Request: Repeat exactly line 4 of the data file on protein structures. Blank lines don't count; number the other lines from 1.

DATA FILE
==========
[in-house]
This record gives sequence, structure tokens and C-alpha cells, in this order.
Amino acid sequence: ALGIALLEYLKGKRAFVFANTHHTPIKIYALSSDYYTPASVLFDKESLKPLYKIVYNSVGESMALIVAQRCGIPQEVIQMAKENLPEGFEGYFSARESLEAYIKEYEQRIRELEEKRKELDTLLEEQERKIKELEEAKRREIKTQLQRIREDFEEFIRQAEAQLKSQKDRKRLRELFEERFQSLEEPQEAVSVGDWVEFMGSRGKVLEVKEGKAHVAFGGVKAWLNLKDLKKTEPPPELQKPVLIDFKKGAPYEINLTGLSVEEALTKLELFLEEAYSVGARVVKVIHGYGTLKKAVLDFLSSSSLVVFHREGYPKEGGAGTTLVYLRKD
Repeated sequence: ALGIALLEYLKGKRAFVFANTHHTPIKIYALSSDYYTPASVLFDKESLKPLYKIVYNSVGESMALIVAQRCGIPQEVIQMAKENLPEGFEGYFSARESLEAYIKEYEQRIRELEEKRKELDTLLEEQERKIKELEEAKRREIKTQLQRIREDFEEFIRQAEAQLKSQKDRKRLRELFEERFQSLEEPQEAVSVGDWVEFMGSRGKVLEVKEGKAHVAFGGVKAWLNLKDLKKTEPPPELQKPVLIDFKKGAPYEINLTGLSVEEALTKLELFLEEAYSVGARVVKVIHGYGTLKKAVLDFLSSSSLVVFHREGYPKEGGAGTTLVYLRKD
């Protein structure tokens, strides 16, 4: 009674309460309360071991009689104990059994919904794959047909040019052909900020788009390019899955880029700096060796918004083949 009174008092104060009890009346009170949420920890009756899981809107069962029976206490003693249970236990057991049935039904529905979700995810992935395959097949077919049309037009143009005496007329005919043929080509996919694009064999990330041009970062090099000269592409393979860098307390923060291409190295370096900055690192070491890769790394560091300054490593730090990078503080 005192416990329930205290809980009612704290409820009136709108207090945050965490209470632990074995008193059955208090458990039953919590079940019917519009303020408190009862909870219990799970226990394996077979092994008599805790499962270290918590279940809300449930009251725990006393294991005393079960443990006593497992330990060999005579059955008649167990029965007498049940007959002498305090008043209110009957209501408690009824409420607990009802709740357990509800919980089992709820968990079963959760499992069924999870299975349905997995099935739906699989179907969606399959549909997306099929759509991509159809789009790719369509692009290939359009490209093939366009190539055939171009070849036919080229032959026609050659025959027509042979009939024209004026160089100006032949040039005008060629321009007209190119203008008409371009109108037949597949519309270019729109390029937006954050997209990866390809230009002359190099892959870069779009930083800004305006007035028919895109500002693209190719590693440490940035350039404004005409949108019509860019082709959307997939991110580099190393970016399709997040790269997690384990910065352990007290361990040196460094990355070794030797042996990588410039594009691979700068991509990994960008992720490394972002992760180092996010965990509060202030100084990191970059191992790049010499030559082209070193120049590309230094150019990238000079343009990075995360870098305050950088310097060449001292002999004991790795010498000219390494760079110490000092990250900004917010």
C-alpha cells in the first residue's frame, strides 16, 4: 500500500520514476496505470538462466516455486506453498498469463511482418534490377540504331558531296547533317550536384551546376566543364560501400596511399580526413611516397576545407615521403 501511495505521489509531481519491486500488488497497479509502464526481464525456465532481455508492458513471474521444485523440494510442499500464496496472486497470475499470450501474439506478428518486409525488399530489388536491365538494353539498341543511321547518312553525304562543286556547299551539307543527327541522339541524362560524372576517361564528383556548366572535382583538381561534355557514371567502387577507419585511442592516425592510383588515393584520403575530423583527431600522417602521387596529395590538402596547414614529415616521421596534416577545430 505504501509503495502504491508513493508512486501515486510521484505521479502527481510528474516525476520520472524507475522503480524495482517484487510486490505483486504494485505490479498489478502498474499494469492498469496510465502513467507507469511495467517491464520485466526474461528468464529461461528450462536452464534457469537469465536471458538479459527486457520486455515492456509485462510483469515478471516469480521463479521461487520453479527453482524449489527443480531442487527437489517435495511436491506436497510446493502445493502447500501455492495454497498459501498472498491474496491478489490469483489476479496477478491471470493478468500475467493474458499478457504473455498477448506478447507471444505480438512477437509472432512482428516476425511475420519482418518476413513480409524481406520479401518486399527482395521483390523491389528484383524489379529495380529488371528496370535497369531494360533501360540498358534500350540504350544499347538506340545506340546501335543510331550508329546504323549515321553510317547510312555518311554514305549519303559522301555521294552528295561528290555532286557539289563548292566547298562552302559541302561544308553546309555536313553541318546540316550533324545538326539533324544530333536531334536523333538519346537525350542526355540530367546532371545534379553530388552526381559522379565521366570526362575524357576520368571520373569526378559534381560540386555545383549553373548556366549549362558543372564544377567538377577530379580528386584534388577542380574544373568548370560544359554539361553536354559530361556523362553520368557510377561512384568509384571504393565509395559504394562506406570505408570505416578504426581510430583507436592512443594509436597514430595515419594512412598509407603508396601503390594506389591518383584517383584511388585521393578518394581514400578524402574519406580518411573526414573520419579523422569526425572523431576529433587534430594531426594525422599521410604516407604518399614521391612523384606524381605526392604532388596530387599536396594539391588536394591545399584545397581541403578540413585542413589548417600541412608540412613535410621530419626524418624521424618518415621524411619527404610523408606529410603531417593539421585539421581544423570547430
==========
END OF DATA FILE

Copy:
Repeated sequence: ALGIALLEYLKGKRAFVFANTHHTPIKIYALSSDYYTPASVLFDKESLKPLYKIVYNSVGESMALIVAQRCGIPQEVIQMAKENLPEGFEGYFSARESLEAYIKEYEQRIRELEEKRKELDTLLEEQERKIKELEEAKRREIKTQLQRIREDFEEFIRQAEAQLKSQKDRKRLRELFEERFQSLEEPQEAVSVGDWVEFMGSRGKVLEVKEGKAHVAFGGVKAWLNLKDLKKTEPPPELQKPVLIDFKKGAPYEINLTGLSVEEALTKLELFLEEAYSVGARVVKVIHGYGTLKKAVLDFLSSSSLVVFHREGYPKEGGAGTTLVYLRKD